It might shock you to learn that staying at home is not the only reason drinking habits have changed during coronavirus
Author: VicHealth sharing information about the Alcohol and Drug Foundation’s new campaign. VicHealth works with health promotion experts to create a Victoria where everyone can enjoy better health and wellbeing.
Header image source: Alcohol and Drug Foundation, August 2020
Any coronavirus information mentioned is accurate at the time this article was first published (20 August 2020). For the most up-to-date information about coronavirus restrictions, please visit the source: www.coronavirus.vic.gov.au
Familiar with subliminal advertising? It’s a technique used to expose your brain to an advertising message – without you realising it’s happening. Then later, when the message pops into your head, you're more likely to listen to it because it was your idea.
Combine hours of mindless scrolling on social media with subliminal messaging and you start to wonder who is calling the shots - you, or the ads?!
Your Facebook and Instagram feeds have been pumped full of alcohol ads
While you and the people in your life have been staying physically distant to protect each other, the alcohol industry has been leaning in:
- A report by Cancer Council WA and the Foundation for Alcohol Research and Education (FARE) during Victoria’s lockdown 1.0 found that, in just one hour on a Friday night, 107 sponsored alcohol ads were displayed on a personal Facebook and Instagram account. That’s approximately one alcohol advertisement every 35 seconds. That’s a lot of messages your brain is receiving, all telling you to drink alcohol to cope or ‘survive’ isolation and the pandemic.
- Woolworths-owned rapid delivery service Jimmy Brings is promoting drinking ‘no matter what day it is’, telling your isolated brain that ‘every day feels the same...so you might as well order some alcohol, right?’
- Dan Murphy’s is doing virtual ‘after work drinks’, by bringing ‘gin to your door’, blurring the line between staying connected and drinking their products.
While coronavirus restrictions are temporary, the life-threatening effects of dangerous drinking habits can continue.
Freeing yourself from dangerous habits
The Alcohol and Drug Foundation’s new Break the Habit campaign is about breaking a little habit before it becomes a big problem.
It takes 66 days to create a habit, and most Australians have been in different stages of lockdown for longer than that. During COVID-19, research shows more people are drinking, and people are drinking more. Habit formation expert from the University of Melbourne, Associate Professor Terry Bowles, said many of us may have picked up or formed new habits over the last few months without even realising it.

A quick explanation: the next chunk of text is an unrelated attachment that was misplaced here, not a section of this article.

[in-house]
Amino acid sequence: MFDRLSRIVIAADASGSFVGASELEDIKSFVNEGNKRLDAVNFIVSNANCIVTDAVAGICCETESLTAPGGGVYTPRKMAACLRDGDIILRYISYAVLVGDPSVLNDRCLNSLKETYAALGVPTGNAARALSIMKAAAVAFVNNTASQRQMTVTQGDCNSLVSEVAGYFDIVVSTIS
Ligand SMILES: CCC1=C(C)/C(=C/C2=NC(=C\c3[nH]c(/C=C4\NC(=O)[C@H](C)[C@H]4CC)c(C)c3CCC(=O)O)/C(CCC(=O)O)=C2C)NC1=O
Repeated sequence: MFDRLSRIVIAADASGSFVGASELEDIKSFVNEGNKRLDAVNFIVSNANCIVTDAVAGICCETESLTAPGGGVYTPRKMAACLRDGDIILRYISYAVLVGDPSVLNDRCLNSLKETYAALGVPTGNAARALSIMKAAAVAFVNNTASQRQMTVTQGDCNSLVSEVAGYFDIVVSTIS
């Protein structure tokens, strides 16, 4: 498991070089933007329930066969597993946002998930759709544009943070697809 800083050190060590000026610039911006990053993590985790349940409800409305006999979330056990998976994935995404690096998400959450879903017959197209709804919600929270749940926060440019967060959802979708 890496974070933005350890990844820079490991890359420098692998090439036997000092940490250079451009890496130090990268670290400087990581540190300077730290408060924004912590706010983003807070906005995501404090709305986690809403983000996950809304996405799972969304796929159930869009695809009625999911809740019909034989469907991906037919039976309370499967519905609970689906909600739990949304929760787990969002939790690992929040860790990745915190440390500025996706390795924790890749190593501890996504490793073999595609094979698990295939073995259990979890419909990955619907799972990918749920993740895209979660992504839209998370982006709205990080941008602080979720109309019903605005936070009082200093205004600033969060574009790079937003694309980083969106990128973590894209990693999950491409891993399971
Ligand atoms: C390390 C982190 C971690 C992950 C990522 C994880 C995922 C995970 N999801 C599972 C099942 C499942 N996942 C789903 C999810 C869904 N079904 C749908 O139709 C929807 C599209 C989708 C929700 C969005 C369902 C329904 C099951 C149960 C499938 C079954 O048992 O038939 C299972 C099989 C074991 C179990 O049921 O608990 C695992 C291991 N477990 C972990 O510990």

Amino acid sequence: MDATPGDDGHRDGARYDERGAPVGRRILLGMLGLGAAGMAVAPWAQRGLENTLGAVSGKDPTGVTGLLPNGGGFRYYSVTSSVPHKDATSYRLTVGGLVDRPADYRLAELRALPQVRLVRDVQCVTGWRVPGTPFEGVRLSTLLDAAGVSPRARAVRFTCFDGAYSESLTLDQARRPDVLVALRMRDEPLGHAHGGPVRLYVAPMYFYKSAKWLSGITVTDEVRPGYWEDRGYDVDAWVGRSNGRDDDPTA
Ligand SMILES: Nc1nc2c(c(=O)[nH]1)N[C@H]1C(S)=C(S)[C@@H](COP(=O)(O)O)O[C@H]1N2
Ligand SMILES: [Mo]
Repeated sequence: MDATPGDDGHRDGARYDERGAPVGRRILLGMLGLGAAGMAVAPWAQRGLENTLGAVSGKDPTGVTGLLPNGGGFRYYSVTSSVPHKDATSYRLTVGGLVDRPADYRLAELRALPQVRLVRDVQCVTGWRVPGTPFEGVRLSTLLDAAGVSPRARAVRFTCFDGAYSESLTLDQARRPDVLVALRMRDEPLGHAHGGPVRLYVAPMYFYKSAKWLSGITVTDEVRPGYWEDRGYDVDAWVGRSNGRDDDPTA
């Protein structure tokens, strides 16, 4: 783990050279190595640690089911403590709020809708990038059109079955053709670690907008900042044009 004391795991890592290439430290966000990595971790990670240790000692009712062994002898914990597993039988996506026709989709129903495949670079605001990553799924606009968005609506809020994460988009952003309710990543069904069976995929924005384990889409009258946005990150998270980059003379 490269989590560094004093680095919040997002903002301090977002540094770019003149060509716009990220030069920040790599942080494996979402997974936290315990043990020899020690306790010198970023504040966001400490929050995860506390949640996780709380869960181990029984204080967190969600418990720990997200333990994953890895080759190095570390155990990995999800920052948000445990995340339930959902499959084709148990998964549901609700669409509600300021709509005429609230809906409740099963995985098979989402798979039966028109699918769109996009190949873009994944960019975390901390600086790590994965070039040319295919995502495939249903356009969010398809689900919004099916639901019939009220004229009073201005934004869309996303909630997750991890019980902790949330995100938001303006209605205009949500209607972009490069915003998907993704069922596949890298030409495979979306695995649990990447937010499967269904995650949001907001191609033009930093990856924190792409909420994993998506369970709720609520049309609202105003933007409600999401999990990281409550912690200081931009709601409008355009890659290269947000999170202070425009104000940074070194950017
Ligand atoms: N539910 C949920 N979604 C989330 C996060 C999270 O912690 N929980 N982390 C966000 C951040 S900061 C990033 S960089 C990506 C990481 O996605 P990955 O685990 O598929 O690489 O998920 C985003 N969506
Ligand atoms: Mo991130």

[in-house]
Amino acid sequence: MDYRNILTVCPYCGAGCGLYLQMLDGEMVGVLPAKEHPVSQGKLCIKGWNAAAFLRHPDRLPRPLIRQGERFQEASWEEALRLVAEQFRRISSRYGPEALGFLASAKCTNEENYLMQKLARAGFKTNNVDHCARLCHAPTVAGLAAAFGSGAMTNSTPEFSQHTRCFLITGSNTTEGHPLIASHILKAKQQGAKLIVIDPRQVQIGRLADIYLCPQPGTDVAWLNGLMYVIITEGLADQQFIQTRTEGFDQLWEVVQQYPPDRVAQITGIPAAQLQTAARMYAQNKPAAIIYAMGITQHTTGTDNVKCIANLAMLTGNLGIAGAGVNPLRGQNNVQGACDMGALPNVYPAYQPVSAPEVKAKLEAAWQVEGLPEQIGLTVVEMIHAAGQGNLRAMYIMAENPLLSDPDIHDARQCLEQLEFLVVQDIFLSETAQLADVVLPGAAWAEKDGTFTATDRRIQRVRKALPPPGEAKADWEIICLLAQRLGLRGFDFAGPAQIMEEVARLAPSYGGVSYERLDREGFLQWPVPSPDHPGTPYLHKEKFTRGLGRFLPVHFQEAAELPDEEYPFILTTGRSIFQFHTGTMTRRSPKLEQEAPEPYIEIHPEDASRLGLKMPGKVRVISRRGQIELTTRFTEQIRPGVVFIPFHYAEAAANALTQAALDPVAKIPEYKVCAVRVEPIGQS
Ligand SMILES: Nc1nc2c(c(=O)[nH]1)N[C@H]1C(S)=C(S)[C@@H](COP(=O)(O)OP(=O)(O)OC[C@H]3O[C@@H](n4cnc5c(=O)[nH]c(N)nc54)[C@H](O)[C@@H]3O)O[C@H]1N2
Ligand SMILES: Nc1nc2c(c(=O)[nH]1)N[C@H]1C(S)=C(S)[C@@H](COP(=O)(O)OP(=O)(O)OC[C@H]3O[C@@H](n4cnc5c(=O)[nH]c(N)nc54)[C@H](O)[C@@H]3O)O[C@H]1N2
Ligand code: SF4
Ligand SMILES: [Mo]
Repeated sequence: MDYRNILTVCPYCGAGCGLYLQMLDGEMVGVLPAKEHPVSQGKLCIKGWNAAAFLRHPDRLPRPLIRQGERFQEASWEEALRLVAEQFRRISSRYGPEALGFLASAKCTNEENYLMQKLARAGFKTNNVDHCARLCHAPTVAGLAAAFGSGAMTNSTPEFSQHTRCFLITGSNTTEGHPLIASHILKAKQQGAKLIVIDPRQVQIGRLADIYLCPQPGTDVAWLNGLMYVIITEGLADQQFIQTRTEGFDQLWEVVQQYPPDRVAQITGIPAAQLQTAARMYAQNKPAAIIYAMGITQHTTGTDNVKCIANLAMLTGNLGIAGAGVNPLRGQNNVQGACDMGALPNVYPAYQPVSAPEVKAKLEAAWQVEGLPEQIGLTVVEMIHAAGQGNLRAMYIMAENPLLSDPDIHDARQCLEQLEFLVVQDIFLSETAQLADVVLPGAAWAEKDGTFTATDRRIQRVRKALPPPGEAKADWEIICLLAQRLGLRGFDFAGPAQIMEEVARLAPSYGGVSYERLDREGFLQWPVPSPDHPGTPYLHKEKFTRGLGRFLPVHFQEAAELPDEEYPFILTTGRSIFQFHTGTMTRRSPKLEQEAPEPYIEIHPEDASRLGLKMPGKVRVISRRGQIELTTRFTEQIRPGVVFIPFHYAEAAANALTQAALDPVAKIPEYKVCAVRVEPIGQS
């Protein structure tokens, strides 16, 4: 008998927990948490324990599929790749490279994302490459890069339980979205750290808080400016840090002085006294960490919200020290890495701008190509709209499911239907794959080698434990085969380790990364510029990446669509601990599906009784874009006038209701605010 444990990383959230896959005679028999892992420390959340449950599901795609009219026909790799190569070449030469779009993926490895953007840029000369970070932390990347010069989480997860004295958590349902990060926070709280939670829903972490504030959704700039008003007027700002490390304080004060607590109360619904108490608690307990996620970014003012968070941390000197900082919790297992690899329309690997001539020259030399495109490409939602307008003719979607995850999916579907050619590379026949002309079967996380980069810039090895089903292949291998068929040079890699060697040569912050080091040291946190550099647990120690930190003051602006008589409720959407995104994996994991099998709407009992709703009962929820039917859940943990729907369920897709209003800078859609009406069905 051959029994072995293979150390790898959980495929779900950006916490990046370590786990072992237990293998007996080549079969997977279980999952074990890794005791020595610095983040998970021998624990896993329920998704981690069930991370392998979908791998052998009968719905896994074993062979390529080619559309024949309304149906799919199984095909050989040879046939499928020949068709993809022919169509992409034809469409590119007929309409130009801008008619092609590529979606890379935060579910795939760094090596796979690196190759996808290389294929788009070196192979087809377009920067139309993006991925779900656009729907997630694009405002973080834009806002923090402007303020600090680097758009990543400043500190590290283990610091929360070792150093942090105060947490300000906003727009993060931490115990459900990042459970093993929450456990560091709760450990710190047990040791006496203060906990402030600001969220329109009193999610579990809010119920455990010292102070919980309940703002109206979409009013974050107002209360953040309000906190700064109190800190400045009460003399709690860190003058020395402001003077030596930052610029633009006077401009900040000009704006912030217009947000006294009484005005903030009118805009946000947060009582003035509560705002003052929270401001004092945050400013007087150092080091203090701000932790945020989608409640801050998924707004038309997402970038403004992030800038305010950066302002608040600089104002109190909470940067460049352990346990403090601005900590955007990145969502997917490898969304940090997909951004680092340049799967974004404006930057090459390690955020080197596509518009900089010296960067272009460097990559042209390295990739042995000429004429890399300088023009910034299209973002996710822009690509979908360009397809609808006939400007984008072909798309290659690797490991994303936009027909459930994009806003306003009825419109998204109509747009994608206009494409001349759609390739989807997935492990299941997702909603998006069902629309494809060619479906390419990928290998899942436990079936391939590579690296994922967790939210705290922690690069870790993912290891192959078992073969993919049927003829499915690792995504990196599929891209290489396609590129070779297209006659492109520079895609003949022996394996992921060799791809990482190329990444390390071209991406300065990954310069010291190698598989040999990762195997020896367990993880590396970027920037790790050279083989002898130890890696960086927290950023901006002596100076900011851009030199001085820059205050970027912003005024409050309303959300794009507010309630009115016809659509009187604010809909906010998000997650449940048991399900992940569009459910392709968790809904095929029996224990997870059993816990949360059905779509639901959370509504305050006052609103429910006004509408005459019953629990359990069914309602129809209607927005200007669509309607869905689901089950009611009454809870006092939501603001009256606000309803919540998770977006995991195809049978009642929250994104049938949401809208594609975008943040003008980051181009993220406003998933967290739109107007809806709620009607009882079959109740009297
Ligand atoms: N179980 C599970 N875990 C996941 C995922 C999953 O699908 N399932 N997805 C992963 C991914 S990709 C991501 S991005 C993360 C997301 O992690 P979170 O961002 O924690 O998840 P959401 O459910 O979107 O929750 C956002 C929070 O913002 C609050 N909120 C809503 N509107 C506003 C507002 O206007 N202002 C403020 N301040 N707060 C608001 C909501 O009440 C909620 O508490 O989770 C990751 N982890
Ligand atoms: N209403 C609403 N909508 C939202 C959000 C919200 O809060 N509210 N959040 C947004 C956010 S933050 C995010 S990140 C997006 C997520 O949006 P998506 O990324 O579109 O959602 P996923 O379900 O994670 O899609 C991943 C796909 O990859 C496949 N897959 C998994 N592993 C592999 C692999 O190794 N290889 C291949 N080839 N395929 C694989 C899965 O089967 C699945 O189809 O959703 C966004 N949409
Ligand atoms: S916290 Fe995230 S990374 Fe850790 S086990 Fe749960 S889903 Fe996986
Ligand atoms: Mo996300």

A survey of 1,000 Australians aged 18-65 also found 12 per cent of people drank more alcohol than usual during lockdown, and 10% said that on average, they drank more than the recommended National Health and Medical Research Council’s (NHMRC) draft guidelines, consuming more than 11 standard drinks per week. This increases the risk of alcohol-related injury and diseases like cancer.
The Alcohol and Drug Foundation’s Break the Habit campaign highlights that even small increases to the amount of alcohol you drink can become harder to shift over time. It’s more important than ever that we prioritise our health and wellbeing. The less alcohol people consume, the lower the risk of alcohol-related accidents, injuries, dependence and chronic illness, such as cancer. Less alcohol can also help people feel less stressed or anxious, sleep better, lose weight, improve relationships and save money.
The Australian Drug and Alcohol Foundation’s Break the Habit campaign, 2019, littlehabit.com.au/break-the-habit
Find out how your drinking measures up, try out the quick and interactive drinking calculator on the Break the Habit campaign page.
If you’re concerned that your drinking habits have changed, check out Hello Sunday Morning for more information and tips on how to cut down or quit drinking.
Have a coronavirus question?
For all coronavirus questions visit www.coronavirus.vic.gov.au or call the Victorian Department of Health and Human Services (DHHS) hotline on 1800 020 080.